Many observers describe the turmoil in financial markets in 2007-08 in terms of a "domino effect"; others find metaphors drawn from "chaos theory" more appropriate. The chain-reaction element of the first and the patterned disorder of the second offer some grounds for making sense of these extraordinary and still-unfolding events. They are also useful in suggesting that since what is happening goes far wider than the financial sphere, so must the "imaginative" ways of capturing it.
John Elkington is co-founder of SustainAbility and Volans
Mark Lee is CEO of SustainAbility
Among John Elkington's articles in openDemocracy:
"Brundtland and sustainability: history's balance-sheet" (12 April 2007)
"India's third liberation" (21 August 2007)
"Anita Roddick: outsider rules" (24 September 2007)
"Davos 2008: ends and beginnings" (31 January 2008)
"Can democracy save the planet?" (21 April 2008) - with John LotheringtonIndeed, a crisis that is so important and wide-ranging - even systemic - is every citizen's concern, and efforts to think through (far less to solve) it cannot be left to the bankers, traders and politicians who did so much to create it. If this is so, a good way to imagine the current near-collapse must also relate the financial hurricane of 2007-08 to other, concurrent troubles: in democracy and sustainability, for example. This brief article considers this theme by employing another metaphor: the "suit of cards".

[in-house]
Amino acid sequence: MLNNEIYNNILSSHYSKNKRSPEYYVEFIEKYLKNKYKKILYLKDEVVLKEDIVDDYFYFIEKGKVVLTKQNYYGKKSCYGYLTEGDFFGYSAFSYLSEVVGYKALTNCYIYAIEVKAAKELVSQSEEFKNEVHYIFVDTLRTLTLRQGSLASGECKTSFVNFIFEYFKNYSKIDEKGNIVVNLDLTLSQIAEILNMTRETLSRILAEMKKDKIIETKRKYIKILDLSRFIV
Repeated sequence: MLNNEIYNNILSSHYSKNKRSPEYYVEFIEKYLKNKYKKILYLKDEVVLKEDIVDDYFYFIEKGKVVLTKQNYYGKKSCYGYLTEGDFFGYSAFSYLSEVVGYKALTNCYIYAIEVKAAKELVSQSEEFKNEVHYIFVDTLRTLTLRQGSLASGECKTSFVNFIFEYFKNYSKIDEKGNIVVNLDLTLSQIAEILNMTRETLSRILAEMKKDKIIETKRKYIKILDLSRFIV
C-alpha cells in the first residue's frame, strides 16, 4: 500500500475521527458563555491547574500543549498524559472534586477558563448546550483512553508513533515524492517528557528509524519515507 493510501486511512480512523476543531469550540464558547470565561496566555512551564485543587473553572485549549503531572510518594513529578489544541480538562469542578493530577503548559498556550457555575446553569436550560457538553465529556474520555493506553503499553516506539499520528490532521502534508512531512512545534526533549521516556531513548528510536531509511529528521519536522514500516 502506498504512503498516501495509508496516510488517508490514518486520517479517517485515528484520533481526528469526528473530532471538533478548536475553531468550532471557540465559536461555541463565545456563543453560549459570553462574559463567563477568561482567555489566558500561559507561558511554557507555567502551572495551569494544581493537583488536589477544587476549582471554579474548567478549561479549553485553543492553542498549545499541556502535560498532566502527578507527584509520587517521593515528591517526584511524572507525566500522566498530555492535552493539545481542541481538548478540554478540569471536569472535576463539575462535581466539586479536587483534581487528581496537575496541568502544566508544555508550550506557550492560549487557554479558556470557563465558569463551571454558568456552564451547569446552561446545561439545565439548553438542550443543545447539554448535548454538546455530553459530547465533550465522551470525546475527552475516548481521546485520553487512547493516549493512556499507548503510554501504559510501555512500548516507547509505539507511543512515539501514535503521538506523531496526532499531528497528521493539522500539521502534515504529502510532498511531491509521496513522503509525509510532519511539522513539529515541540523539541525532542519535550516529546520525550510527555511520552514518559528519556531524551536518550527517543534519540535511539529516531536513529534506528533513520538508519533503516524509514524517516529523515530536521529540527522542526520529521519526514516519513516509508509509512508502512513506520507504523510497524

The metaphor started life in a set of scenarios for the future of the planet in SustainAbility's report Raising Our Game (2007). The first three depict outcomes in which society and the environment either win or lose:
▪ diamonds, which we describe as "a domino-effect world, in which, instead of Adam Smith's invisible hand, our invisible elbows knock over a series of economic, social and environmental dominoes"
▪ clubs, where we foresee "a world [where] elites learn how to use environmental sustainability as an excuse for denying the poor access to their fair share of natural resources"
▪ spades, where "(democratic) societies open out higher living standards to growing populations" but where "ecosystems are progressively undermined, with most governments unwilling to take the political risks of asking voters to make sacrifices in favour of the common good"
▪ hearts, a world in which "demography, politics, economics and sustainability gel. It is the future that the Brundtland commission pointed us towards way back in 1987".
The systemic signs